As more brands are looking for alternatives to traditional advertising to promote their products, affiliate marketing has grown into a $6.8 billion industry. It is an effective tool for gaining new customers and increasing sales, and it is known for producing a high return on investment (ROI).
ROI is a performance metric used to determine how successful your affiliate marketing program is for your e-commerce or SaaS business. It is a key indicator of the effectiveness of your affiliate program. Knowing your ROI will help you determine which affiliate partners are earning you money and which ones aren’t. It also allows you to optimize your program so you can avoid spending time and resources on the tactics that aren’t generating any income.
In this article, we’ll show you how to calculate the ROI of your affiliate program and help you understand why it is important.
How Do You Calculate ROI?
Once you have assembled the information needed, you can determine your ROI. You can calculate it for the affiliate program as a whole or for individual affiliates, your affiliate commission models, or the incentives that you offer your affiliates.
Gather the Information You Need
Before you calculate your ROI, you should know a few key pieces of information:
- The goals of your program. Figuring out your ROI won’t do much good if you don’t know your goals for your affiliate program. Many affiliate programs are designed around increasing sales, but yours may be different. Understanding what your goals are will give you a benchmark to measure your ROI against.
- The revenue, costs, and gross profit of your affiliate program. These numbers are needed for the ROI formula and are important in making sure your ROI is accurate.
- The time frame you’d like to analyze. Calculating the ROI for the first month of your affiliate program may not be useful since it takes some time for the program to get off the ground. To get as accurate an ROI as possible, analyze at least six month’s worth of data.
Use the ROI Formula
Finding your ROI is simple. It is calculated by dividing your gross profit — your revenue minus your costs — by your costs, and then multiplying it by 100. The formula for an affiliate marketing campaign looks like this: (Affiliate Marketing Revenue – Affiliate Marketing Costs) / Affiliate Marketing Costs x 100 = ROI.
What falls under costs can vary for each business. Consider things your affiliate marketing software pricing, how much you spent on banner creation and landing page development — if you outsourced those items — and your affiliate commissions. You can even incorporate the time spent on managing your affiliate program into your costs. It’s important not to leave anything out if you want your ROI to be as accurate as possible.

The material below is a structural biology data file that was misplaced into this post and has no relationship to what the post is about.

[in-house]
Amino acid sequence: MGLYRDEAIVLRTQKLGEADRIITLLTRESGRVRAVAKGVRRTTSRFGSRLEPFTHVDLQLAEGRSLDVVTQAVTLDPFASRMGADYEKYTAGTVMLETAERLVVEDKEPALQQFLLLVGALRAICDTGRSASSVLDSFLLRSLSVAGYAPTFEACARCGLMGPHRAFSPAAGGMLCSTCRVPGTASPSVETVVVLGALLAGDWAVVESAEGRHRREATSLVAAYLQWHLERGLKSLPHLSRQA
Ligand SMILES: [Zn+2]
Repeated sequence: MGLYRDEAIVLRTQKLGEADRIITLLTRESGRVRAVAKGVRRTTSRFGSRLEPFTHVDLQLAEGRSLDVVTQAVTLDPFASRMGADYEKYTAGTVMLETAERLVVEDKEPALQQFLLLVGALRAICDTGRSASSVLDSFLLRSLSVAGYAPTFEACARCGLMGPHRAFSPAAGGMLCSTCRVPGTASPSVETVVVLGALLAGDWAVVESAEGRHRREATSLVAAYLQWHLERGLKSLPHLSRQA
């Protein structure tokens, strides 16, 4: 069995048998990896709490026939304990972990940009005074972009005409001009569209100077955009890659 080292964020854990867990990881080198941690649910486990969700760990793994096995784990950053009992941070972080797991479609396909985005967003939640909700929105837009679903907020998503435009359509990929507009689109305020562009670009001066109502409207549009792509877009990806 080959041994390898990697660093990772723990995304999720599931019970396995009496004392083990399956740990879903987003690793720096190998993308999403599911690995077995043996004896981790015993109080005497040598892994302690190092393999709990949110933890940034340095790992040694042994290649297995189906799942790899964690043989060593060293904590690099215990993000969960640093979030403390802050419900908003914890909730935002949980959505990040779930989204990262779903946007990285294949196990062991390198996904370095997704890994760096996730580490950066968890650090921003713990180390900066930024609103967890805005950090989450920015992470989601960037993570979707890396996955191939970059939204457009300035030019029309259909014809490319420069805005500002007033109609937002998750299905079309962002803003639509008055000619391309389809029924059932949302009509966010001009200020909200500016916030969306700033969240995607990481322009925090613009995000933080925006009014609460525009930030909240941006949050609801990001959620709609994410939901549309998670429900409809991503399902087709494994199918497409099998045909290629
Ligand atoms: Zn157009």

To see how the ROI formula works with a real-world example, let’s say that your affiliate marketing program generated $2,000 in revenue, and you spent $1,500 on the program. When you plug those numbers into the formula, the ROI comes out to 33%. Here’s the calculation: ($2,000 – $1,500)/$1,500 x 100 = 33%.
Determine the Strength of Your ROI
Whether or not you have a strong ROI depends on your brand, your gross profit margins, and your affiliate marketing goals. In general, a 5:1 ROI ratio is considered good. This means that for every $1 you spend on your affiliate marketing program, you should be earning $5 in revenue. If your ROI is worse than that, you should either optimize your affiliate program or allocate your budget elsewhere.
What Do You Do With Your ROI?
Once you know your ROI, you can use it to understand the value of each of your affiliates and identify your growth potential.
For example: If one affiliate generates a 50% ROI and another one only generates a 10% ROI, you can put more effort into building your relationship with the first affiliate. If you’ve spent $1,000 on your affiliate marketing program and it yields an ROI of 125%, you can gauge how much additional revenue you could generate if you doubled your affiliate marketing spend.
You can also use your affiliate marketing ROI to compare it to the effectiveness of your other marketing campaigns. If your affiliate marketing ROI is 200%, but your content marketing ROI is only 50%, you should invest more into your affiliate program.
To ensure your affiliate marketing program remains successful, you should review your ROI at least monthly, if not weekly. Different variables can affect your ROI, and analyzing it regularly can help you adjust your affiliate marketing program quickly if your ROI begins to decrease.
What Is the Difference Between ROI and ROAS?
You may have also heard of return on ad spend (ROAS). As a metric, ROAS is similar to ROI, but ROAS doesn’t consider your gross profit. It is most often used to determine how much budget to allocate to your affiliate marketing program.
Here’s the ROAS formula: Revenue Generated/Amount Spent = ROAS. Using the same numbers from the example above, the ROAS would be 1.33. Here’s the calculation: $2,000/$1,500 = 1.33.
Like ROI, a strong ROAS depends on various factors, but a 4:1 ratio is considered good. So for every $1 you spend, you should be bringing in $4. If the amount you spend on your affiliate marketing program exceeds the revenue it brings in, you should reallocate your budget to other marketing channels.
Looking for More Affiliate Marketing Tips?
While affiliate marketing can result in a strong ROI for your e-commerce or SaaS business, it takes work and often requires a lot of optimizations before it starts to pay off.
LeadDyno’s affiliate marketing software provides all the tools you need to make sure your affiliate program is a success. We offer detailed campaign reporting, communication tools so you can stay in touch with your affiliates, and integrations with over 20 e-commerce platforms and CRMs.